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loosen

[loo-suh n] /ˈlu sən/
verb (used with object)
1.
to unfasten or undo, as a bond or fetter.
2.
to make less tight; slacken or relax:
to loosen one's grasp.
3.
to make less firmly fixed in place:
to loosen a tooth.
4.
to let loose or set free from bonds, restraint, or constraint.
5.
to make less close or compact in structure or arrangement.
6.
to make less dense or coherent:
to loosen the soil in a garden.
7.
to relax in strictness or severity, as restraint or discipline:
to loosen restrictions on trade.
8.
to relieve (the bowels) of their constipated condition.
verb (used without object)
9.
to become loose or looser (sometimes followed by up):
His hold loosened. Your shoes will loosen up with wear.
Origin
1350-1400
1350-1400; Middle English loosnen. See loose, -en1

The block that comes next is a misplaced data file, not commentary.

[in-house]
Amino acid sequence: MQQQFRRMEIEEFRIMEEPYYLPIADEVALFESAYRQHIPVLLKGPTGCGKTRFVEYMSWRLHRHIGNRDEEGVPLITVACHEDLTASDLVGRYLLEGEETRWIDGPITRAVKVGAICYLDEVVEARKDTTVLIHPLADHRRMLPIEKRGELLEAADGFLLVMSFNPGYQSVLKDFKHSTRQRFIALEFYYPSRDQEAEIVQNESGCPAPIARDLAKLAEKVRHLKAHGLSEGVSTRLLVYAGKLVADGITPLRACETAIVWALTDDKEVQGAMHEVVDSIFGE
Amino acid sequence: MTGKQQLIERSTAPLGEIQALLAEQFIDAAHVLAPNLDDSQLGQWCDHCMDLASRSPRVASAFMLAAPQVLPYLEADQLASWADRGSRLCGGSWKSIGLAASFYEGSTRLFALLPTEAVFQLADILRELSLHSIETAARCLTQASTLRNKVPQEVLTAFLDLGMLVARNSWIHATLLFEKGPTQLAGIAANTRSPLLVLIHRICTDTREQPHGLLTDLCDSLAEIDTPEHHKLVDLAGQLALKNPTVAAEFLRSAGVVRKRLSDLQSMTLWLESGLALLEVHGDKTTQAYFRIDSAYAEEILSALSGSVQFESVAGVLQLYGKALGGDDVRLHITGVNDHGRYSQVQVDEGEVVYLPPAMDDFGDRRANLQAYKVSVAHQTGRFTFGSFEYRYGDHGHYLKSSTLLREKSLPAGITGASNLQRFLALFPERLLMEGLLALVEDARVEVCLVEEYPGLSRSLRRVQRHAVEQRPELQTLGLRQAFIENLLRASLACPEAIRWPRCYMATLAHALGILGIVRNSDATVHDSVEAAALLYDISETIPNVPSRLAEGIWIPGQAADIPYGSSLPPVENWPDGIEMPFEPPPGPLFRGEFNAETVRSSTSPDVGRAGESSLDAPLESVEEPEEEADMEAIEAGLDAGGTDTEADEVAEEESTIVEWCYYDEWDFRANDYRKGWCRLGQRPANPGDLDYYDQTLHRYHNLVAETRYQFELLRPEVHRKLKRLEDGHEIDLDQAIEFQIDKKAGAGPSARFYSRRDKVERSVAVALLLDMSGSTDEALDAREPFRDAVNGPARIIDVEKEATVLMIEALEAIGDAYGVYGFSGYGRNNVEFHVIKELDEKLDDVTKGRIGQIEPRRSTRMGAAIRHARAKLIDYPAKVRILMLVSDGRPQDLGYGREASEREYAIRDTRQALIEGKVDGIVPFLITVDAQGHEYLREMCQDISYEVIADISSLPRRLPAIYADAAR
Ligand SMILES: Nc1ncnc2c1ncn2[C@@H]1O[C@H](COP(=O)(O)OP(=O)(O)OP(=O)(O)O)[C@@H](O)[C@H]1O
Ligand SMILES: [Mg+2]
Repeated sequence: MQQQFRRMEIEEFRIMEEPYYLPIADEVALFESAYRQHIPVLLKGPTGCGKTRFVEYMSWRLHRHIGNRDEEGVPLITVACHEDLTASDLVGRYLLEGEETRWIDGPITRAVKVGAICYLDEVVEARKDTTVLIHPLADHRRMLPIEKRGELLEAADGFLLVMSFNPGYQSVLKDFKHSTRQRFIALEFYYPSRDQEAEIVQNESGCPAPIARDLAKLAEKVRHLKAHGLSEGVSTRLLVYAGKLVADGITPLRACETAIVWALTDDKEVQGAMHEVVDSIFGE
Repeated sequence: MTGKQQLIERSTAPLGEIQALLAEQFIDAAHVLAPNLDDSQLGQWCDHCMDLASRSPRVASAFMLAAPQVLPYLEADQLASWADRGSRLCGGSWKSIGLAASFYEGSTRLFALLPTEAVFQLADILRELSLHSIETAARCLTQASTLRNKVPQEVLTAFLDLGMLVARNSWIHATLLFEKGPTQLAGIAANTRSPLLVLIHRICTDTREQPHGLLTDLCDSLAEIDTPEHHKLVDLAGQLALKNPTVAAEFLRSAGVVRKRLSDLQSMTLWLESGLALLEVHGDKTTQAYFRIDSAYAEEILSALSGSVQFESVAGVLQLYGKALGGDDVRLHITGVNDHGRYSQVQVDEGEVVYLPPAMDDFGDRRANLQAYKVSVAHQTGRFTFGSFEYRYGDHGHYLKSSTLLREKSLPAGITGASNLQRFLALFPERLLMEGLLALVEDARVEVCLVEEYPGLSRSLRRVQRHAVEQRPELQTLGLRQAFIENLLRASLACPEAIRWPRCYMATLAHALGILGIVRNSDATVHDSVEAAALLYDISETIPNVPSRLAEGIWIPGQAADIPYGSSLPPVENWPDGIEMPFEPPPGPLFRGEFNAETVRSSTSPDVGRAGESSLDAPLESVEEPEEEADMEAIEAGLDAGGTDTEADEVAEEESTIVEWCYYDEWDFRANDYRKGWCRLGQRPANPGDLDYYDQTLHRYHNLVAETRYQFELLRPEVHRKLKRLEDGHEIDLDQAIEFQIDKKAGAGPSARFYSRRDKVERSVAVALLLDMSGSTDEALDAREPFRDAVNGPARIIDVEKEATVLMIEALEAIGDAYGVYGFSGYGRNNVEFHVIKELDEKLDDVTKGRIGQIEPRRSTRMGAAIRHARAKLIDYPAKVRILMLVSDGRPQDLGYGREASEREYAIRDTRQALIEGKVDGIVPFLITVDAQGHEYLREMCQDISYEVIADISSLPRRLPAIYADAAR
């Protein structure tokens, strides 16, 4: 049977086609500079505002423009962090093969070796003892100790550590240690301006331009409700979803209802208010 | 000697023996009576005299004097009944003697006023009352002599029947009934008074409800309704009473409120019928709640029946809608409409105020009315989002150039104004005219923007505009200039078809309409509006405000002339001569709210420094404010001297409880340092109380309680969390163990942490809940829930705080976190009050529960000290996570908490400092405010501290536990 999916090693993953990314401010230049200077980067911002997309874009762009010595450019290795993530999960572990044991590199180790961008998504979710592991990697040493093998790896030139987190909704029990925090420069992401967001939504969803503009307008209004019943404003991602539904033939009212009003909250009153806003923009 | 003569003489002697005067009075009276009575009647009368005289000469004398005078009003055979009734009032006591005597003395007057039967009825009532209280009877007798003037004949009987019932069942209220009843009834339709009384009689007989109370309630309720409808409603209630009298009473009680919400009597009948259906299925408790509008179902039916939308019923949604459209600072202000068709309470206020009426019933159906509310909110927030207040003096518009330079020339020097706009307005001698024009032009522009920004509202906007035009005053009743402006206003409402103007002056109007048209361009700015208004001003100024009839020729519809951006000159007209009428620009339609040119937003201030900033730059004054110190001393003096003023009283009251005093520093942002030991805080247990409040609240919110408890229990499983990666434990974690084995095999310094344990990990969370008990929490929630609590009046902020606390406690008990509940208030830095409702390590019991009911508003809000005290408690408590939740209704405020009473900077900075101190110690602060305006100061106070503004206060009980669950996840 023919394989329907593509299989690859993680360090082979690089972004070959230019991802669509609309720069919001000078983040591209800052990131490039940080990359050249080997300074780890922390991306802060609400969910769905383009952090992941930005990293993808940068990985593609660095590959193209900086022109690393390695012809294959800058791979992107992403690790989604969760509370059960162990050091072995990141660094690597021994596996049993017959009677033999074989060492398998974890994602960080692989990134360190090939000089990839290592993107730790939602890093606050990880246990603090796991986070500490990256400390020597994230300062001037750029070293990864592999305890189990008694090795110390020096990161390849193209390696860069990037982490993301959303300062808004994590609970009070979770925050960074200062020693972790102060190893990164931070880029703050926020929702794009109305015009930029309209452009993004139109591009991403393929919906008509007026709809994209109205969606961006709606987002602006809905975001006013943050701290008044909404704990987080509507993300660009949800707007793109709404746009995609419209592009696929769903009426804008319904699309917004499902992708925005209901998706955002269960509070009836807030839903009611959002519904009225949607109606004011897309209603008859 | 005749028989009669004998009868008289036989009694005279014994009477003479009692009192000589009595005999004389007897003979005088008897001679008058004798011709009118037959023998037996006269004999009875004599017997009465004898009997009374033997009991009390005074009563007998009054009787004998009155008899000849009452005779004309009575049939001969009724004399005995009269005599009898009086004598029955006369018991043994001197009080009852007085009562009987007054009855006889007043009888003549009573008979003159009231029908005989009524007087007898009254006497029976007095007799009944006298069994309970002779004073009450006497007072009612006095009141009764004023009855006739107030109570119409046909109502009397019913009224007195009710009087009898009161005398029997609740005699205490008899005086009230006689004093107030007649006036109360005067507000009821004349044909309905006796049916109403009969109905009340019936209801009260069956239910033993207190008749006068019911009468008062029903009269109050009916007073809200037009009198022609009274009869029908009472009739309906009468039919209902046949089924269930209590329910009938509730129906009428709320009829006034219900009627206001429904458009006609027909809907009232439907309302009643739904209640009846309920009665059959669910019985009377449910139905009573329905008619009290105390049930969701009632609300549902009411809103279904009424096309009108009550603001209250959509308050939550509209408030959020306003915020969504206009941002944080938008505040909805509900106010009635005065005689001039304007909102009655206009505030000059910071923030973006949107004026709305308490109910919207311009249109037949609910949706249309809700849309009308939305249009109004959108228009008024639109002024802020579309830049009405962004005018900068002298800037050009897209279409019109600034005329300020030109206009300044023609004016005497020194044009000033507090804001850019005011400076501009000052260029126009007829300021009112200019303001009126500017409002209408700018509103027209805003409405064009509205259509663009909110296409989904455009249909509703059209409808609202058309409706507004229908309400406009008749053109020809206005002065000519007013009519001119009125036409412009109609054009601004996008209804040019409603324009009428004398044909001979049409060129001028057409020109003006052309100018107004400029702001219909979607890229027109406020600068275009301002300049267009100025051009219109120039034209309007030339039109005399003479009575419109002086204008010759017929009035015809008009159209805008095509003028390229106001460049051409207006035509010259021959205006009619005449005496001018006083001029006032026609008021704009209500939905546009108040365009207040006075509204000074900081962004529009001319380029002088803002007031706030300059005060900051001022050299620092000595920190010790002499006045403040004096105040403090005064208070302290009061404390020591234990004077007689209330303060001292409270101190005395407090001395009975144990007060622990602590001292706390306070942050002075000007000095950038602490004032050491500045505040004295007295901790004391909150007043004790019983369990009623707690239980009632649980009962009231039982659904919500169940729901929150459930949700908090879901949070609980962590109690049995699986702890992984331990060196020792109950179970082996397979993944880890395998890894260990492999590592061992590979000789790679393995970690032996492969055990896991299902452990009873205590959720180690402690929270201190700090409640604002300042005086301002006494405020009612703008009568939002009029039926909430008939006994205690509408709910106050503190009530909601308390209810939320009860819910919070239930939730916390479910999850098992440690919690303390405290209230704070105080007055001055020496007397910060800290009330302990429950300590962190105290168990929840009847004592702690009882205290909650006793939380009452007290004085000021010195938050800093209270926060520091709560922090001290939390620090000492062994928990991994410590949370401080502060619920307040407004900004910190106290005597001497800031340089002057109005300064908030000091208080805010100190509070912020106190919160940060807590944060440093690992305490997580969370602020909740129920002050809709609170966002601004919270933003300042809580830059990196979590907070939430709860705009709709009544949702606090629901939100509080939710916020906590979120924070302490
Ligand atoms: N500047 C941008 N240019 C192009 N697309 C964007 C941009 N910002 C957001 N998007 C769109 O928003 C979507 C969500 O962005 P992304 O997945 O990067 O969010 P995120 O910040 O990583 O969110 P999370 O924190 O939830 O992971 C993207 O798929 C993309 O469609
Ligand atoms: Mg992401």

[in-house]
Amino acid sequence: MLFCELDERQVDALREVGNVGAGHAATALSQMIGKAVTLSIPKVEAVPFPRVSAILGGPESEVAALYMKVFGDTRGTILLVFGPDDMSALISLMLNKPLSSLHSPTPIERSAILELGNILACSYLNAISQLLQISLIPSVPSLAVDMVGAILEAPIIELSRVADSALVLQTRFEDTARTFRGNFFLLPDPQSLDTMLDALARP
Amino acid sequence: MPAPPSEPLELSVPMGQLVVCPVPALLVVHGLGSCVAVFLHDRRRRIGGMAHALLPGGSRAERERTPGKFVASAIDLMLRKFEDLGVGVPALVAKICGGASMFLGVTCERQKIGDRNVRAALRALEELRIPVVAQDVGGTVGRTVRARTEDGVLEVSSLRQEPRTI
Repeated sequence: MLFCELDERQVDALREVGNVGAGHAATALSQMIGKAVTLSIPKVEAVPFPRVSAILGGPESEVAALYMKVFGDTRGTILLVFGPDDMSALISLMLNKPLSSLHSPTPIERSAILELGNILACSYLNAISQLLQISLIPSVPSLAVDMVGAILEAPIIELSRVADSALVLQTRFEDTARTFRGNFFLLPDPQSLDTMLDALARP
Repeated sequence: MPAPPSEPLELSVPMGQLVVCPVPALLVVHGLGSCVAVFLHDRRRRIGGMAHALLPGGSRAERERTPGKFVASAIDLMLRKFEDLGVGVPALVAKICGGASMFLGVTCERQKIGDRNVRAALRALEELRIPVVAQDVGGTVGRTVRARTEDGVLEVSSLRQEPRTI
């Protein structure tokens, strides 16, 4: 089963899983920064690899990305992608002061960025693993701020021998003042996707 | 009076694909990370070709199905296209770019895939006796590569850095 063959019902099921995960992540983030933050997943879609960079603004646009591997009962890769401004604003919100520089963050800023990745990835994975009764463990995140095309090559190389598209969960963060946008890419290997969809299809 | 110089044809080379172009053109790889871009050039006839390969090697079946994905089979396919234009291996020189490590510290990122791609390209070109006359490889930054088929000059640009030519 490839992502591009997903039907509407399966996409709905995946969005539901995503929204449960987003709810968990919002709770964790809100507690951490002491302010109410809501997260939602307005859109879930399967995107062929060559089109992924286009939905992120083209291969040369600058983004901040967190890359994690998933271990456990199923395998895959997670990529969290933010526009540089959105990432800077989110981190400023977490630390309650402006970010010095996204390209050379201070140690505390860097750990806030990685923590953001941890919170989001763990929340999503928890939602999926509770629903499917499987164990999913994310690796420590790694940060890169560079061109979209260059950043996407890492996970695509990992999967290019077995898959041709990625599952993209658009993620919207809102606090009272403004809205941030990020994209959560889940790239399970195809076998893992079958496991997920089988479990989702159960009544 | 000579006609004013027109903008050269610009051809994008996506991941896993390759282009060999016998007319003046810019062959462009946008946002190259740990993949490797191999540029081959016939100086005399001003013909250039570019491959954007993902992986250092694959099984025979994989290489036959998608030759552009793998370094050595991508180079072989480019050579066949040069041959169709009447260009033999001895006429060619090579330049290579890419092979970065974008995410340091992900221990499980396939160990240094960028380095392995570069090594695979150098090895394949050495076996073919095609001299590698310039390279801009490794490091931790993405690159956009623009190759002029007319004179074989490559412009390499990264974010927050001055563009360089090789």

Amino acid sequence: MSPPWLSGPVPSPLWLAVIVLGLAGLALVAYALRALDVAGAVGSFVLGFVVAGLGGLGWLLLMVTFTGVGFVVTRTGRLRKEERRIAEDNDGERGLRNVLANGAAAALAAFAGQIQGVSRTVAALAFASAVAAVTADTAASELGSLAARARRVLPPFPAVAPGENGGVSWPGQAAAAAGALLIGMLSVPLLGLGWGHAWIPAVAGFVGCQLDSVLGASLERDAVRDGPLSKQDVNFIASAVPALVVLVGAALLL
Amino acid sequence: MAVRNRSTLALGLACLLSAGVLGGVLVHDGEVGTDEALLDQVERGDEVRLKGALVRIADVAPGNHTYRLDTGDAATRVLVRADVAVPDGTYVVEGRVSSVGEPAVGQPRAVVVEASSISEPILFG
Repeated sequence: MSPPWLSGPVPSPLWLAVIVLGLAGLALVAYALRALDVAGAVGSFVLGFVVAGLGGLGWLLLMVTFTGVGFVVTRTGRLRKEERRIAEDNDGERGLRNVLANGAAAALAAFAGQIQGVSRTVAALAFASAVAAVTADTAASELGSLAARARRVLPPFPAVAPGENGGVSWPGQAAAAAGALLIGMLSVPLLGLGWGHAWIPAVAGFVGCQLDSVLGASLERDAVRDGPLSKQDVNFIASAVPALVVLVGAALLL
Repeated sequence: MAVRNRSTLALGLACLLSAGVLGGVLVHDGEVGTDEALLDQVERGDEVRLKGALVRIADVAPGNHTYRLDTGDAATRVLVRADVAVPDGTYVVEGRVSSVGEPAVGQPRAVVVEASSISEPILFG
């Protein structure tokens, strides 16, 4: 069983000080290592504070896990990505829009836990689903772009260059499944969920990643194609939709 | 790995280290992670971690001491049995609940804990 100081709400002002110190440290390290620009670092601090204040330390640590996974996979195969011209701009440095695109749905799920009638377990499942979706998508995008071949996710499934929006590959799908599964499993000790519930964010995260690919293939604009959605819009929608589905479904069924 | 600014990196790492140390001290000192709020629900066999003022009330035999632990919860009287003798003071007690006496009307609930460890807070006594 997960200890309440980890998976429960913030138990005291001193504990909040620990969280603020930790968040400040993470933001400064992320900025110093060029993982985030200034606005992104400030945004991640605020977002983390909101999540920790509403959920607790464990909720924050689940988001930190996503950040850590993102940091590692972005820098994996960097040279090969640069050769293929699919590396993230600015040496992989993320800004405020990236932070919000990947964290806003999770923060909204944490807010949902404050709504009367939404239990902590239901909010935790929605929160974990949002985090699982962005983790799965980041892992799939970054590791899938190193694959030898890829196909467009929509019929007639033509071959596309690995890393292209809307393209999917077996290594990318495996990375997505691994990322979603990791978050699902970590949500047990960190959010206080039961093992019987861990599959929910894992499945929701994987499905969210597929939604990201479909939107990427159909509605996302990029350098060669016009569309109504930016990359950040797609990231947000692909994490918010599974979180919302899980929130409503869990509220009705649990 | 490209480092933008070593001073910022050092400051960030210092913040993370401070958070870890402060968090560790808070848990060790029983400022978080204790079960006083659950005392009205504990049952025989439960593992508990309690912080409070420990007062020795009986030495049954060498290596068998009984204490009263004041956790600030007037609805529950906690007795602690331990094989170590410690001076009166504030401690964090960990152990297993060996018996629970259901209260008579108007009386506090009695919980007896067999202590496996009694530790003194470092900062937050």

Related forms
loosener, noun
Can be confused
loose, loosen, lose, loss.
Dictionary.com Unabridged
Based on the Random House Dictionary, © Random House, Inc. 2014.
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British Dictionary definitions for loosener

loosen

/ˈluːsən/
verb
1.
to make or become less tight, fixed, etc
2.
(often foll by up) to make or become less firm, compact, or rigid
3.
(transitive) to untie
4.
(transitive) to let loose; set free
5.
(often foll by up) to make or become less strict, severe, etc
6.
(transitive) to rid or relieve (the bowels) of constipation
Derived Forms
loosener, noun
Word Origin
C14: from loose
Collins English Dictionary - Complete & Unabridged 2012 Digital Edition
© William Collins Sons & Co. Ltd. 1979, 1986 © HarperCollins
Publishers 1998, 2000, 2003, 2005, 2006, 2007, 2009, 2012
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Word Origin and History for loosener

loosen

v.

late 14c., losnen, later lousen (early 15c.), from loose (v.) + -en (1). Related: Loosened; loosening.

Online Etymology Dictionary, © 2010 Douglas Harper
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